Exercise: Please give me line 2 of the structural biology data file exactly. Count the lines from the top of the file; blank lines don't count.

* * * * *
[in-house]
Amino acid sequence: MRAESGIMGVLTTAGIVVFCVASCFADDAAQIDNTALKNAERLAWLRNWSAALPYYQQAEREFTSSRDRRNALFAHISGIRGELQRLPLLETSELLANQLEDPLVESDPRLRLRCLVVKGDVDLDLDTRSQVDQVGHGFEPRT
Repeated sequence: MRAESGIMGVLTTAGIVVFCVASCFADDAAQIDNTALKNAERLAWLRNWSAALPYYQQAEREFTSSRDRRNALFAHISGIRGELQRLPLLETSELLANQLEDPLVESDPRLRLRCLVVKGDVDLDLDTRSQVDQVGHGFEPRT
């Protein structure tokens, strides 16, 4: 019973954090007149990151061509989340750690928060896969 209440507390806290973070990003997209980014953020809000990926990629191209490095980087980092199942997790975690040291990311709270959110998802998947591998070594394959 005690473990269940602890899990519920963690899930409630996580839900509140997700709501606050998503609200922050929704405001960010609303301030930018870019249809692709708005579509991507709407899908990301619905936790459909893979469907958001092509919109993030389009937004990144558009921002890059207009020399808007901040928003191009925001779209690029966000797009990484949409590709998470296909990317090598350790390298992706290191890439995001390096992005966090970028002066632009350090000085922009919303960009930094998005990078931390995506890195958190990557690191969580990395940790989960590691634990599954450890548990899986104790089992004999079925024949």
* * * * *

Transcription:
Amino acid sequence: MRAESGIMGVLTTAGIVVFCVASCFADDAAQIDNTALKNAERLAWLRNWSAALPYYQQAEREFTSSRDRRNALFAHISGIRGELQRLPLLETSELLANQLEDPLVESDPRLRLRCLVVKGDVDLDLDTRSQVDQVGHGFEPRT